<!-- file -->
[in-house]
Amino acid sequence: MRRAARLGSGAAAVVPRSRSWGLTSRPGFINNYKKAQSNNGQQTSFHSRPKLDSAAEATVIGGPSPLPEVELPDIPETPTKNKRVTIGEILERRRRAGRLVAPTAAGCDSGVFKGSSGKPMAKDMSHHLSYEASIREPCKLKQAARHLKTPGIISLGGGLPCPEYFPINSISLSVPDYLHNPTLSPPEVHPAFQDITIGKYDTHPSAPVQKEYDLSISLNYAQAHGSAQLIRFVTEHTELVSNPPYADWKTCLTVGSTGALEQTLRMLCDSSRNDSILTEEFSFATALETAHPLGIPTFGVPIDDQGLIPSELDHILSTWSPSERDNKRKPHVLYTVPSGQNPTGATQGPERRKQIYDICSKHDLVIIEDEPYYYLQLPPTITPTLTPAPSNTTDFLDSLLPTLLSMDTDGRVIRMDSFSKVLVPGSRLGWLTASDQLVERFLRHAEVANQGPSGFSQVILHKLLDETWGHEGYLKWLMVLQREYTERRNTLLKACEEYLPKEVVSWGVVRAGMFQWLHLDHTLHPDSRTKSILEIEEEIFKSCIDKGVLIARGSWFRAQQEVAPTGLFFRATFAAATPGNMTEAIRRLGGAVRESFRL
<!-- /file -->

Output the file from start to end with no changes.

[in-house]
Amino acid sequence: MRRAARLGSGAAAVVPRSRSWGLTSRPGFINNYKKAQSNNGQQTSFHSRPKLDSAAEATVIGGPSPLPEVELPDIPETPTKNKRVTIGEILERRRRAGRLVAPTAAGCDSGVFKGSSGKPMAKDMSHHLSYEASIREPCKLKQAARHLKTPGIISLGGGLPCPEYFPINSISLSVPDYLHNPTLSPPEVHPAFQDITIGKYDTHPSAPVQKEYDLSISLNYAQAHGSAQLIRFVTEHTELVSNPPYADWKTCLTVGSTGALEQTLRMLCDSSRNDSILTEEFSFATALETAHPLGIPTFGVPIDDQGLIPSELDHILSTWSPSERDNKRKPHVLYTVPSGQNPTGATQGPERRKQIYDICSKHDLVIIEDEPYYYLQLPPTITPTLTPAPSNTTDFLDSLLPTLLSMDTDGRVIRMDSFSKVLVPGSRLGWLTASDQLVERFLRHAEVANQGPSGFSQVILHKLLDETWGHEGYLKWLMVLQREYTERRNTLLKACEEYLPKEVVSWGVVRAGMFQWLHLDHTLHPDSRTKSILEIEEEIFKSCIDKGVLIARGSWFRAQQEVAPTGLFFRATFAAATPGNMTEAIRRLGGAVRESFRL